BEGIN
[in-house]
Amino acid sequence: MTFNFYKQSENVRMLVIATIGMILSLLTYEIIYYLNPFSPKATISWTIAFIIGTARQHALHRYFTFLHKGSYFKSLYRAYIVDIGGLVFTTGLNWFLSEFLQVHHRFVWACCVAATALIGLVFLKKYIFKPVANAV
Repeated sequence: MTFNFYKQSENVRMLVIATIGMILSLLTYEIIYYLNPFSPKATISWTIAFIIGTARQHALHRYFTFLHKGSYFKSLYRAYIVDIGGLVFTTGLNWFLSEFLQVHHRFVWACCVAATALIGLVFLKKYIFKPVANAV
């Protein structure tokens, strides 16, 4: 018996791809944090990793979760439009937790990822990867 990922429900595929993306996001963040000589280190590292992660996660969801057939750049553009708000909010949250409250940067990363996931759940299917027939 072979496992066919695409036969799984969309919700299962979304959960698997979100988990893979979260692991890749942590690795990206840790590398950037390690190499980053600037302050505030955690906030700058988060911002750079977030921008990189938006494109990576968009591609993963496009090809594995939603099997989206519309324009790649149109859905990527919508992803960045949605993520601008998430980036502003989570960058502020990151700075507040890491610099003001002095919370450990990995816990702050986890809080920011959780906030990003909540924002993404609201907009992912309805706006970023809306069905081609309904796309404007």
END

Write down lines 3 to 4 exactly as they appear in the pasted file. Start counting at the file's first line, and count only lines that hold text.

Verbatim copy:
Repeated sequence: MTFNFYKQSENVRMLVIATIGMILSLLTYEIIYYLNPFSPKATISWTIAFIIGTARQHALHRYFTFLHKGSYFKSLYRAYIVDIGGLVFTTGLNWFLSEFLQVHHRFVWACCVAATALIGLVFLKKYIFKPVANAV
């Protein structure tokens, strides 16, 4: 018996791809944090990793979760439009937790990822990867 990922429900595929993306996001963040000589280190590292992660996660969801057939750049553009708000909010949250409250940067990363996931759940299917027939 072979496992066919695409036969799984969309919700299962979304959960698997979100988990893979979260692991890749942590690795990206840790590398950037390690190499980053600037302050505030955690906030700058988060911002750079977030921008990189938006494109990576968009591609993963496009090809594995939603099997989206519309324009790649149109859905990527919508992803960045949605993520601008998430980036502003989570960058502020990151700075507040890491610099003001002095919370450990990995816990702050986890809080920011959780906030990003909540924002993404609201907009992912309805706006970023809306069905081609309904796309404007």